“More and more authors,” says Mirella Patzer, “are choosing the self-publishing route.” In fact, I turned first to Mirella when compiling this post because she’s a historical fiction author whose work I love – but who chose self-publishing over traditional methods. Yet, when the topic came up amongst my online critique group, opinions on both sides were strong. Why then, would historical fiction authors choose to self-publish, and what are the advantages for readers of the genre?
It’s easy to dismiss those who self publish as vanity authors, but in fact they follow in some august footsteps. Authors who began, or continued, by self-publishing include Mark Twain, Walt Whitman, James Joyce Virginia Woolf, Margaret Atwood and John Grisham. And you may not know that the queen of American style guides, The Elements of Style, was first self-published! Yes, people self-publish badly written books, but who among us has not at one time or another read a book published by one of the big publishers that left us wondering how on earth it got into print?
And talking of big publishers, it’s no secret among writers that most changes in publishing houses have not been to the advantage of the author. Tasks from editing to publicity can now be put on the author’s back. The decline of the copy editor in particular has been very noticeable to me. Ten years ago, it was rare to find a typo in a book; now, I see them with an alarming frequency. Independent author Kristine Kathryn Rusch takes an in-depth and somewhat alarming look at the wider subject in her blog The Business Rusch.
True, historical fiction is doing pretty well in a time when readers are choosing genres that take them away from reminders of the present economic decline. However, historical fiction authors can themselves be the victims of the present day: agents and editors, afraid to take risks, can push for more formulaic writing; publishers drop established mid list authors in favour of pursuing the next big thing; publishing companies fold overnight. Almost every author I know, including myself, has either personally suffered one of these setbacks or known others who have. Little wonder then, that many follow the heroes and heroines of their own books in taking control of the situation.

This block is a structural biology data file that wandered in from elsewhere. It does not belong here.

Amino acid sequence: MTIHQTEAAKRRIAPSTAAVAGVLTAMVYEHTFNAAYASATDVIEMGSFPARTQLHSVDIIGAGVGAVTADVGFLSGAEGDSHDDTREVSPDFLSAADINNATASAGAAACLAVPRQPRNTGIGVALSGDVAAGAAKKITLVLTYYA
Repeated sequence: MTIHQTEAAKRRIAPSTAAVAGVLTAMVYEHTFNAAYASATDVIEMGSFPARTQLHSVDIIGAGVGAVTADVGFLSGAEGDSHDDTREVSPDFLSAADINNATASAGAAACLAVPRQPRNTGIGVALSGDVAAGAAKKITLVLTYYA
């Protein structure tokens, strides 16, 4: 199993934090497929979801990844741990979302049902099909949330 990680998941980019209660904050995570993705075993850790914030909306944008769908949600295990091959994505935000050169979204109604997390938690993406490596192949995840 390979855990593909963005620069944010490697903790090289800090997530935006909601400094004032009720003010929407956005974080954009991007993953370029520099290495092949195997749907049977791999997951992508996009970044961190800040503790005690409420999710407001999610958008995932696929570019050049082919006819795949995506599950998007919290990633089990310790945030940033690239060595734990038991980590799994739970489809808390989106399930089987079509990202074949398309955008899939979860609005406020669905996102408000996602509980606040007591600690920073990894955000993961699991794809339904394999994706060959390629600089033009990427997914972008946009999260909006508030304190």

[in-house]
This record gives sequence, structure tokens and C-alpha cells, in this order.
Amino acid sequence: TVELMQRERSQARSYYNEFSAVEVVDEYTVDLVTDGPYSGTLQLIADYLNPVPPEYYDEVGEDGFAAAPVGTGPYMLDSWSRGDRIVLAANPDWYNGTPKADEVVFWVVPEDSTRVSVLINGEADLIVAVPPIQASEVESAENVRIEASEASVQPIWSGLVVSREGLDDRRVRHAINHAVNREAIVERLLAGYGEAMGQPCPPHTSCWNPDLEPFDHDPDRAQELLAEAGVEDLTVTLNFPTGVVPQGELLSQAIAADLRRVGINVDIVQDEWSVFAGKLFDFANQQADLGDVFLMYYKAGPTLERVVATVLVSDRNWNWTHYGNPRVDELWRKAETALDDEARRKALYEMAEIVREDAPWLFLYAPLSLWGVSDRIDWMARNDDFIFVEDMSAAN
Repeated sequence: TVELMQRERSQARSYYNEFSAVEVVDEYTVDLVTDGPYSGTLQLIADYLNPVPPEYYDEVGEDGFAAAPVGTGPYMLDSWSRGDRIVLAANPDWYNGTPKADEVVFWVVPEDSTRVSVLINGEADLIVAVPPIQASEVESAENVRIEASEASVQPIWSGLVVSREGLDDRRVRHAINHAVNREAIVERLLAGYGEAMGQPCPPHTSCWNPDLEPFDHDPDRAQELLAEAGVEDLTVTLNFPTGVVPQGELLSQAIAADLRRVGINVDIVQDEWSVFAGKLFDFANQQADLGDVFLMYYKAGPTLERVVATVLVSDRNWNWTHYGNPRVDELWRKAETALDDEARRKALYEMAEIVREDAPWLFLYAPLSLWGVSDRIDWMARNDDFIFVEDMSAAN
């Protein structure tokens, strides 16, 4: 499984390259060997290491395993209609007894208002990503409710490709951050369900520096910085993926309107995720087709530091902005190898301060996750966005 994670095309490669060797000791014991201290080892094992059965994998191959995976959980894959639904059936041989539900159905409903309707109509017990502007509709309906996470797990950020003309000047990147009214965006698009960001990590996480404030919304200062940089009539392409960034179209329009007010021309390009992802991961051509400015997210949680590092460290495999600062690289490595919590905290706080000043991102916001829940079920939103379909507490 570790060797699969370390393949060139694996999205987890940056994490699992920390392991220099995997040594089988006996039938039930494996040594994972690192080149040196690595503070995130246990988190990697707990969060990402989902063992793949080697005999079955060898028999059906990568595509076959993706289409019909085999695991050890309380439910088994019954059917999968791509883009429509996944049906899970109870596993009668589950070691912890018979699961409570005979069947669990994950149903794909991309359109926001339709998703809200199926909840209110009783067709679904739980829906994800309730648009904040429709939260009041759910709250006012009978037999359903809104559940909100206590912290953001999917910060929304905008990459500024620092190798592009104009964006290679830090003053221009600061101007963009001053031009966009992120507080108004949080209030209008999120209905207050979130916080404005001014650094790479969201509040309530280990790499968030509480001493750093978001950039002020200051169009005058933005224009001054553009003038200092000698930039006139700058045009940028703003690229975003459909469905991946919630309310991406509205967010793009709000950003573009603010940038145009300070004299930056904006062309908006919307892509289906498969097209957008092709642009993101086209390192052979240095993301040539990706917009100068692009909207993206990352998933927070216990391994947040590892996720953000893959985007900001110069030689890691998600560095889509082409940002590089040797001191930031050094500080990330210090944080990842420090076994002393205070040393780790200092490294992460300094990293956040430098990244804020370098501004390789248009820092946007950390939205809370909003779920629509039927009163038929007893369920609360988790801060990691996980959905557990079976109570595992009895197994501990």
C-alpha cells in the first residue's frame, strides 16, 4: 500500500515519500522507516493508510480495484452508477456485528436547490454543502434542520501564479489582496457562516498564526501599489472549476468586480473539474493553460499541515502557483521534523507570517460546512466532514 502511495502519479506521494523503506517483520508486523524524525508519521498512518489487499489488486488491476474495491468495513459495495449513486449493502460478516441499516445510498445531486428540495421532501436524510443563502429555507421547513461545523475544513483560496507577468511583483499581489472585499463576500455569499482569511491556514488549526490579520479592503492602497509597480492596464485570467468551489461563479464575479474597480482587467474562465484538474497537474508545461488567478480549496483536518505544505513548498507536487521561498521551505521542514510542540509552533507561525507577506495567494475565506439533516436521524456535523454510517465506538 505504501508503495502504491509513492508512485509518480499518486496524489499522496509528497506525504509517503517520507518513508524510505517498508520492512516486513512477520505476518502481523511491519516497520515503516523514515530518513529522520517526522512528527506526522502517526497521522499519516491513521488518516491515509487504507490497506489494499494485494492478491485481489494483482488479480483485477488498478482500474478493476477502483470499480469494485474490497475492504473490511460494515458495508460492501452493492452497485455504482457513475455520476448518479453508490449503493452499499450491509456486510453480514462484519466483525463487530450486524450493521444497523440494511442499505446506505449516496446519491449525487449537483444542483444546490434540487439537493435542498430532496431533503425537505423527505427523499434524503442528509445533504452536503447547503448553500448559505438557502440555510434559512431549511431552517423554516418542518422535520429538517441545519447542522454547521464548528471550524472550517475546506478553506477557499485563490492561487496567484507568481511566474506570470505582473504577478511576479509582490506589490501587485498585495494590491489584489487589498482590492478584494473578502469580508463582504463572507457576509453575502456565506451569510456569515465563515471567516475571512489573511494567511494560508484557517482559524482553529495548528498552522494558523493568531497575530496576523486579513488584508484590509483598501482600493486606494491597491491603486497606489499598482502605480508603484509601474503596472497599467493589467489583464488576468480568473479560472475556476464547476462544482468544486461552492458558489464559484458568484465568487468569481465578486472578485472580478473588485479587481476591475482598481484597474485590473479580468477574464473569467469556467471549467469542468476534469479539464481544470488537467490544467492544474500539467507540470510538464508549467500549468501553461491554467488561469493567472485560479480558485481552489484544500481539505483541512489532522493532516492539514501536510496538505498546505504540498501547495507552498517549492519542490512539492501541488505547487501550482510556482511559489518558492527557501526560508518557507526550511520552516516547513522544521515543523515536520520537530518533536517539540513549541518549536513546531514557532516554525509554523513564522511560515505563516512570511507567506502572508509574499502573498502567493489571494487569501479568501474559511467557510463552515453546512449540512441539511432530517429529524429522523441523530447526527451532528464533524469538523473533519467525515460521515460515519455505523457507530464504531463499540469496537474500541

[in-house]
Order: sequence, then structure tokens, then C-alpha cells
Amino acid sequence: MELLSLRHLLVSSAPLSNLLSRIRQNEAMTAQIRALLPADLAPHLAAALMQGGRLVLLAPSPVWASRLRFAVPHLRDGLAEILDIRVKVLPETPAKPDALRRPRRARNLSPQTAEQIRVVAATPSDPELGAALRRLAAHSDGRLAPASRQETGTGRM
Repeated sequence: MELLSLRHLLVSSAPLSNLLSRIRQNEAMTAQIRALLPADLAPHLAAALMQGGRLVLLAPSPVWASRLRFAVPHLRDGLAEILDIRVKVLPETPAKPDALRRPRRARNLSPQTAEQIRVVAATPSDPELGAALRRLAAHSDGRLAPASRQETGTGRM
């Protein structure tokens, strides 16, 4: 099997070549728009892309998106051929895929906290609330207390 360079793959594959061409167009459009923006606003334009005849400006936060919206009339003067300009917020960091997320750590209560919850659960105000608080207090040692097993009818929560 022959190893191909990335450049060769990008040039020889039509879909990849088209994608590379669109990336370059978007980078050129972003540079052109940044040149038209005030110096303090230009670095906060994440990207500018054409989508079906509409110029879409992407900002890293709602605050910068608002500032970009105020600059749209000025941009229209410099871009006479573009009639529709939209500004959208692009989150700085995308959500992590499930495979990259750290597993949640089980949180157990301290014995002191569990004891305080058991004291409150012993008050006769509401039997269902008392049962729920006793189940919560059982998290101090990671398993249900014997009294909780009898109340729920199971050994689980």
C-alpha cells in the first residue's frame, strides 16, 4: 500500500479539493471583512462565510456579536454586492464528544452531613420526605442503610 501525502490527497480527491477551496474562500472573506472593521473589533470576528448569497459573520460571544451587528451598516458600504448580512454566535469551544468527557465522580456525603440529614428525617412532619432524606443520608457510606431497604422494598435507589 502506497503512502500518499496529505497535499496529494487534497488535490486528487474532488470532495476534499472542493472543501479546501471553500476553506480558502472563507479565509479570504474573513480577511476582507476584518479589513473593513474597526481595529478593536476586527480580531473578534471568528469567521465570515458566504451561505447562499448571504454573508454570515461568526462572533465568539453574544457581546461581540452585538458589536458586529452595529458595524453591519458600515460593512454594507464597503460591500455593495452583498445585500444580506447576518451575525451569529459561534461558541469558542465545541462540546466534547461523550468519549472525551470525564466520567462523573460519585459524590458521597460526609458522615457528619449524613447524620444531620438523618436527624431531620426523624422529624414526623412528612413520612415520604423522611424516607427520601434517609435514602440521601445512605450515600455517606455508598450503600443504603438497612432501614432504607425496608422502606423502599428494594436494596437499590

Why should we automatically turn up our noses at self-published historical fiction? The author has chosen to go into business for herself. If she were making and selling clothes, we wouldn’t dismiss her because she wasn’t working for a fashion house – we’d see if we liked her product. Perhaps we need to ask why books have this snob value.
The new force in self-publishing is, of course, the ebook. Now that e-readers aren’t just for the likes of Captain Jean-Luc Picard, authors can take advantage of the low overheads and get their work out to readers at competitive prices. However, this isn’t true when it comes to self-publishing the traditional way, where the cost of a softback is almost as much as a hardback, a difficult hurdle for an author who is trying to build up a readership.
Even established authors have been choosing to take control of their back lists, using the flexibility of ebooks to self-publish out of print titles. An example would be historical fiction author Kathy Lynn Emerson, who has partnered with other professional authors on the site A Writer’s Work to offer both previously published and original work in ebook format at extremely low prices.
To sum up the advantages of self-publishing: authors get control of their work, the opportunity to build up an audience with lower overheads, and the chance to continue to profit from their back lists. Readers get a wider choice and cheaper books. So, how do we get the two together? In the second part of this post, I’ll review some of the ways readers can sift through the chaff and find quality self-published historical fiction.